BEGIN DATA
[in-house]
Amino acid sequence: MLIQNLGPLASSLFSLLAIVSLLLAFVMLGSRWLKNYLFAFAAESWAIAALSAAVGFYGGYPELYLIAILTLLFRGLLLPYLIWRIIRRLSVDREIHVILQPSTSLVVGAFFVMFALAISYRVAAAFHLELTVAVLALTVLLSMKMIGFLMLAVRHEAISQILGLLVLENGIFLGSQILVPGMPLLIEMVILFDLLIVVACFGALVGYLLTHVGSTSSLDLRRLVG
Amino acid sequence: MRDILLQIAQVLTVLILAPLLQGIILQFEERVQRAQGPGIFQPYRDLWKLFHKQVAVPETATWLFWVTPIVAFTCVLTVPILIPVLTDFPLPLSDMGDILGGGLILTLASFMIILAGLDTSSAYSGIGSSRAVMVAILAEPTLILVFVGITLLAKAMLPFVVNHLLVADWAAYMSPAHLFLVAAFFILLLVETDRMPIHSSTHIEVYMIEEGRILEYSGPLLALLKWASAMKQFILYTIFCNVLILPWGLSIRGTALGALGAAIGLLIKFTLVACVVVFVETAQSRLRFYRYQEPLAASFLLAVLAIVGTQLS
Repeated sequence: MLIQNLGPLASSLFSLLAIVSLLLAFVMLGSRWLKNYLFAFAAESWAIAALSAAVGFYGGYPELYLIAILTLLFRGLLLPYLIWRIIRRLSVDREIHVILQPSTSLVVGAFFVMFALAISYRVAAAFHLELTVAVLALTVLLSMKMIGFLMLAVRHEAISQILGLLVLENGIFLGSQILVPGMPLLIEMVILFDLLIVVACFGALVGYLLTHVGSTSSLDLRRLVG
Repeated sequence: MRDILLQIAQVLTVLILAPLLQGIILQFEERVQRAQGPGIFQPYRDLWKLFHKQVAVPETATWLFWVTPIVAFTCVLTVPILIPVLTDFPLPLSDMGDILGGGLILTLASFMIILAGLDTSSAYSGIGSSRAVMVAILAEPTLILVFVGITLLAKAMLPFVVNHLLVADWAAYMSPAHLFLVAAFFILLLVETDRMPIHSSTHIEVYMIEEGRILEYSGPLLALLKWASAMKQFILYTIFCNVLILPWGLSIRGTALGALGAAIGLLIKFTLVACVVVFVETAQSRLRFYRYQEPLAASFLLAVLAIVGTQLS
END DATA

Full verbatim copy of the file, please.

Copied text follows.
[in-house]
Amino acid sequence: MLIQNLGPLASSLFSLLAIVSLLLAFVMLGSRWLKNYLFAFAAESWAIAALSAAVGFYGGYPELYLIAILTLLFRGLLLPYLIWRIIRRLSVDREIHVILQPSTSLVVGAFFVMFALAISYRVAAAFHLELTVAVLALTVLLSMKMIGFLMLAVRHEAISQILGLLVLENGIFLGSQILVPGMPLLIEMVILFDLLIVVACFGALVGYLLTHVGSTSSLDLRRLVG
Amino acid sequence: MRDILLQIAQVLTVLILAPLLQGIILQFEERVQRAQGPGIFQPYRDLWKLFHKQVAVPETATWLFWVTPIVAFTCVLTVPILIPVLTDFPLPLSDMGDILGGGLILTLASFMIILAGLDTSSAYSGIGSSRAVMVAILAEPTLILVFVGITLLAKAMLPFVVNHLLVADWAAYMSPAHLFLVAAFFILLLVETDRMPIHSSTHIEVYMIEEGRILEYSGPLLALLKWASAMKQFILYTIFCNVLILPWGLSIRGTALGALGAAIGLLIKFTLVACVVVFVETAQSRLRFYRYQEPLAASFLLAVLAIVGTQLS
Repeated sequence: MLIQNLGPLASSLFSLLAIVSLLLAFVMLGSRWLKNYLFAFAAESWAIAALSAAVGFYGGYPELYLIAILTLLFRGLLLPYLIWRIIRRLSVDREIHVILQPSTSLVVGAFFVMFALAISYRVAAAFHLELTVAVLALTVLLSMKMIGFLMLAVRHEAISQILGLLVLENGIFLGSQILVPGMPLLIEMVILFDLLIVVACFGALVGYLLTHVGSTSSLDLRRLVG
Repeated sequence: MRDILLQIAQVLTVLILAPLLQGIILQFEERVQRAQGPGIFQPYRDLWKLFHKQVAVPETATWLFWVTPIVAFTCVLTVPILIPVLTDFPLPLSDMGDILGGGLILTLASFMIILAGLDTSSAYSGIGSSRAVMVAILAEPTLILVFVGITLLAKAMLPFVVNHLLVADWAAYMSPAHLFLVAAFFILLLVETDRMPIHSSTHIEVYMIEEGRILEYSGPLLALLKWASAMKQFILYTIFCNVLILPWGLSIRGTALGALGAAIGLLIKFTLVACVVVFVETAQSRLRFYRYQEPLAASFLLAVLAIVGTQLS